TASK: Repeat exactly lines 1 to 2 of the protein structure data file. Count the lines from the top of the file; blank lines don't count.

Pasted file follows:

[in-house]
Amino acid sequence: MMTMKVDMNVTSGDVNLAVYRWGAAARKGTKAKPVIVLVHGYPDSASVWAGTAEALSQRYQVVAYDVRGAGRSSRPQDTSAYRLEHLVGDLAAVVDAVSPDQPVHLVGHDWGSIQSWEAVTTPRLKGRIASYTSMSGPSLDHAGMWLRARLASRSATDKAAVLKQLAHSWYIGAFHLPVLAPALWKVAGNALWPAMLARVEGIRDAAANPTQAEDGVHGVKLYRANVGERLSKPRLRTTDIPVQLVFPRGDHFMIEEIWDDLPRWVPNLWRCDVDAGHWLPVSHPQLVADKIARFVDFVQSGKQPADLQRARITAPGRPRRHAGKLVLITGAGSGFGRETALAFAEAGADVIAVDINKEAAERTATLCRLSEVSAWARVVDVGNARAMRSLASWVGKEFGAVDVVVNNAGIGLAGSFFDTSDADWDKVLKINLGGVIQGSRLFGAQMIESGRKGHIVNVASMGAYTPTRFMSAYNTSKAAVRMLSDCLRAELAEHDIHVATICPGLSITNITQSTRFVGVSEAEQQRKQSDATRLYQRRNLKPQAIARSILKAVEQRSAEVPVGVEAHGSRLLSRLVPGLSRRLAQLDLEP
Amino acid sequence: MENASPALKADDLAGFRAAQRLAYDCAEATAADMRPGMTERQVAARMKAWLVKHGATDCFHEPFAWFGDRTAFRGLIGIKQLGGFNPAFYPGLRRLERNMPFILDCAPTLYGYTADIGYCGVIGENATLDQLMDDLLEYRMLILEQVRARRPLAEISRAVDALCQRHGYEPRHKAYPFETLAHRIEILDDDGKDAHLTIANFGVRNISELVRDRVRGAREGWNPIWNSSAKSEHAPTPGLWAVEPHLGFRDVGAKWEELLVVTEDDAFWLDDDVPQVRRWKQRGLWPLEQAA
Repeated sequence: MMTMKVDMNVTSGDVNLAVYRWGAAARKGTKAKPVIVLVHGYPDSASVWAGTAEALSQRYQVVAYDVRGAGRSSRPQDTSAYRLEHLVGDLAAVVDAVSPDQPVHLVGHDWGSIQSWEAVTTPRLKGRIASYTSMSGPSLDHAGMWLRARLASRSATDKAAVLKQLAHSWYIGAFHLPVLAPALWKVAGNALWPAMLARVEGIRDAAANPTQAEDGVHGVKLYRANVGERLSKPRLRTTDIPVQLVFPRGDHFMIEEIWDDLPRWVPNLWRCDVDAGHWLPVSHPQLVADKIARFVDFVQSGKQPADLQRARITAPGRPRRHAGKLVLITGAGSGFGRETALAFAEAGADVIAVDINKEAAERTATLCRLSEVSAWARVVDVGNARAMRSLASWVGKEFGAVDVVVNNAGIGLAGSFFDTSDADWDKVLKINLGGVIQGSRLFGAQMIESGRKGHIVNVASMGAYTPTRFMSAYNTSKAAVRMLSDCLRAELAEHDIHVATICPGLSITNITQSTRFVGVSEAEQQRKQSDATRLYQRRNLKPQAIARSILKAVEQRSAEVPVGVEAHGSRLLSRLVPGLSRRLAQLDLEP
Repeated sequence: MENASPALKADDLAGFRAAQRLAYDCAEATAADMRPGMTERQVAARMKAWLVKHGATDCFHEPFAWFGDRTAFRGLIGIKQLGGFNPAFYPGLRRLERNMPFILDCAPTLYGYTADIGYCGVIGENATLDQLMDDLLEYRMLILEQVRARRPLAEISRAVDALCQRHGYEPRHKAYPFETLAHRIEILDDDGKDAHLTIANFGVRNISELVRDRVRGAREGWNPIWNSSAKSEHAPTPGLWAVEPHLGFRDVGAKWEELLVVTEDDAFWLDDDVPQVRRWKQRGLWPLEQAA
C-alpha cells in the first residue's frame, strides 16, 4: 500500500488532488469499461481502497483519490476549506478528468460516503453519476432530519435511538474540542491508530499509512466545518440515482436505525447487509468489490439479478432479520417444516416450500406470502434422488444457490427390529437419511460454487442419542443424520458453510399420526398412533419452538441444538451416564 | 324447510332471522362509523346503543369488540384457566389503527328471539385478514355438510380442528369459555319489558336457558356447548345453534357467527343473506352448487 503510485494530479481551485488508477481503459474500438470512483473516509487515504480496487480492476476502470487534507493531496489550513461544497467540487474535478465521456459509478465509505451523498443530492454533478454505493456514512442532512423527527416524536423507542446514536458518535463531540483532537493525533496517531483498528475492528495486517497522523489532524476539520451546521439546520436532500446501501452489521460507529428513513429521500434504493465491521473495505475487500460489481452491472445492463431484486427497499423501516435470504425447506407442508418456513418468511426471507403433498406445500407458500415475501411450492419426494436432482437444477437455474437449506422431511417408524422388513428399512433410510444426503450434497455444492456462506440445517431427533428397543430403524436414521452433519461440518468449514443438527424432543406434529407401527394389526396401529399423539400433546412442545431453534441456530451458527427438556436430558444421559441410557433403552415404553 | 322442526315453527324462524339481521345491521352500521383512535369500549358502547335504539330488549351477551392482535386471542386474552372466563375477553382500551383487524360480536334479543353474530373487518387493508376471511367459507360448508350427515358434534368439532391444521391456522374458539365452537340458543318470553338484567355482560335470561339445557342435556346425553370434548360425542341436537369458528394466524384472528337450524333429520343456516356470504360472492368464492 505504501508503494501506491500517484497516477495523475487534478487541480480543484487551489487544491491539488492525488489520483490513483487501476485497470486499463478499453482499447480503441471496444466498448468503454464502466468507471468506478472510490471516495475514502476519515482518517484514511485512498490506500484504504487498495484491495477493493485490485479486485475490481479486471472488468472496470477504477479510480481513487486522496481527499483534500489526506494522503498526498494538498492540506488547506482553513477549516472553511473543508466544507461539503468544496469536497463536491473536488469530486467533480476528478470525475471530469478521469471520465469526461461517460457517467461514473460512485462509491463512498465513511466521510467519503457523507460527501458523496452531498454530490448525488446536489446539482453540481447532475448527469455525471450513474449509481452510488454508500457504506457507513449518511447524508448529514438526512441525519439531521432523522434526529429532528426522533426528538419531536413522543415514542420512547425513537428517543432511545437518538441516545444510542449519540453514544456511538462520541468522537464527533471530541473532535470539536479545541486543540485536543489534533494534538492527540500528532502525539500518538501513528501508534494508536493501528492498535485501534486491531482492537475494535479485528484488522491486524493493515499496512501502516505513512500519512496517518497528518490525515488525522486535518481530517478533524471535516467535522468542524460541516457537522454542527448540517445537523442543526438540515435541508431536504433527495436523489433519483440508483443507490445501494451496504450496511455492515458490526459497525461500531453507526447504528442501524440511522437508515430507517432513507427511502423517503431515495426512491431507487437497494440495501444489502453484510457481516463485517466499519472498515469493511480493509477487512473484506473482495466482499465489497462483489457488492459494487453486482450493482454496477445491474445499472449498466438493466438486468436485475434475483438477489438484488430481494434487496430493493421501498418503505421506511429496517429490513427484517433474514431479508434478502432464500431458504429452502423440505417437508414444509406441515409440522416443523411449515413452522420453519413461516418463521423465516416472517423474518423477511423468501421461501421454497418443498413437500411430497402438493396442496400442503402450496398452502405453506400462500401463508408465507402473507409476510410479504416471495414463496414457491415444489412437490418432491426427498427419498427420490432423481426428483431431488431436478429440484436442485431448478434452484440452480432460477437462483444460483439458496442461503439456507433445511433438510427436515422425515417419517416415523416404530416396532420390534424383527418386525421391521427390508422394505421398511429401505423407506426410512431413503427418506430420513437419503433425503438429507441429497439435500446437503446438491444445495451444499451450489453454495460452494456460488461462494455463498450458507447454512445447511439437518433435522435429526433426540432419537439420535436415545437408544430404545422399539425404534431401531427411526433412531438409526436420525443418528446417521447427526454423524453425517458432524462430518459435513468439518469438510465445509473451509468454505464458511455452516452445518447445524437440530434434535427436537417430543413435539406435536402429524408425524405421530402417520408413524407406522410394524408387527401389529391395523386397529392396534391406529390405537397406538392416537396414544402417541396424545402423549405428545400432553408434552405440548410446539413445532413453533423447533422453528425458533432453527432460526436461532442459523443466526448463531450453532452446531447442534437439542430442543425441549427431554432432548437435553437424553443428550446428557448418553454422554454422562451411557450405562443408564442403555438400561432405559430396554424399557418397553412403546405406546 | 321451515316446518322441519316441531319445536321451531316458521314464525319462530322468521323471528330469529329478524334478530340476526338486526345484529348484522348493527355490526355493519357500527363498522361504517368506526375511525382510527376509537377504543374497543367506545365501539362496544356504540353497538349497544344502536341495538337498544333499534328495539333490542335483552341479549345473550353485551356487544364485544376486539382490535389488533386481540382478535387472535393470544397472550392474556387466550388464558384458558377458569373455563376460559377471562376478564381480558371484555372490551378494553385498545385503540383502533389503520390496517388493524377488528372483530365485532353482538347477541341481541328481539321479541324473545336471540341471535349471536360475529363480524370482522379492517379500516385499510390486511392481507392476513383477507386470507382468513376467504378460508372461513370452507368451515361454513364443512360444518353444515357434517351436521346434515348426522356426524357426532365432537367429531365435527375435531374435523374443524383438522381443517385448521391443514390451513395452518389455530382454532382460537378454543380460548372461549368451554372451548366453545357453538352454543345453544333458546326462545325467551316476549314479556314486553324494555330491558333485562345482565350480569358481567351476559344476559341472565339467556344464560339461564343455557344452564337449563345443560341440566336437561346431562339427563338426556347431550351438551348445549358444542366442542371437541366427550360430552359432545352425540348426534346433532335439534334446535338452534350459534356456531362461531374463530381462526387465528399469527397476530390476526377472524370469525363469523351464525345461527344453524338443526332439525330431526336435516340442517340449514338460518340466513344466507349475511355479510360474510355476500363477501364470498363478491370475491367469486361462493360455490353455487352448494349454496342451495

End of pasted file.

[in-house]
Amino acid sequence: MMTMKVDMNVTSGDVNLAVYRWGAAARKGTKAKPVIVLVHGYPDSASVWAGTAEALSQRYQVVAYDVRGAGRSSRPQDTSAYRLEHLVGDLAAVVDAVSPDQPVHLVGHDWGSIQSWEAVTTPRLKGRIASYTSMSGPSLDHAGMWLRARLASRSATDKAAVLKQLAHSWYIGAFHLPVLAPALWKVAGNALWPAMLARVEGIRDAAANPTQAEDGVHGVKLYRANVGERLSKPRLRTTDIPVQLVFPRGDHFMIEEIWDDLPRWVPNLWRCDVDAGHWLPVSHPQLVADKIARFVDFVQSGKQPADLQRARITAPGRPRRHAGKLVLITGAGSGFGRETALAFAEAGADVIAVDINKEAAERTATLCRLSEVSAWARVVDVGNARAMRSLASWVGKEFGAVDVVVNNAGIGLAGSFFDTSDADWDKVLKINLGGVIQGSRLFGAQMIESGRKGHIVNVASMGAYTPTRFMSAYNTSKAAVRMLSDCLRAELAEHDIHVATICPGLSITNITQSTRFVGVSEAEQQRKQSDATRLYQRRNLKPQAIARSILKAVEQRSAEVPVGVEAHGSRLLSRLVPGLSRRLAQLDLEP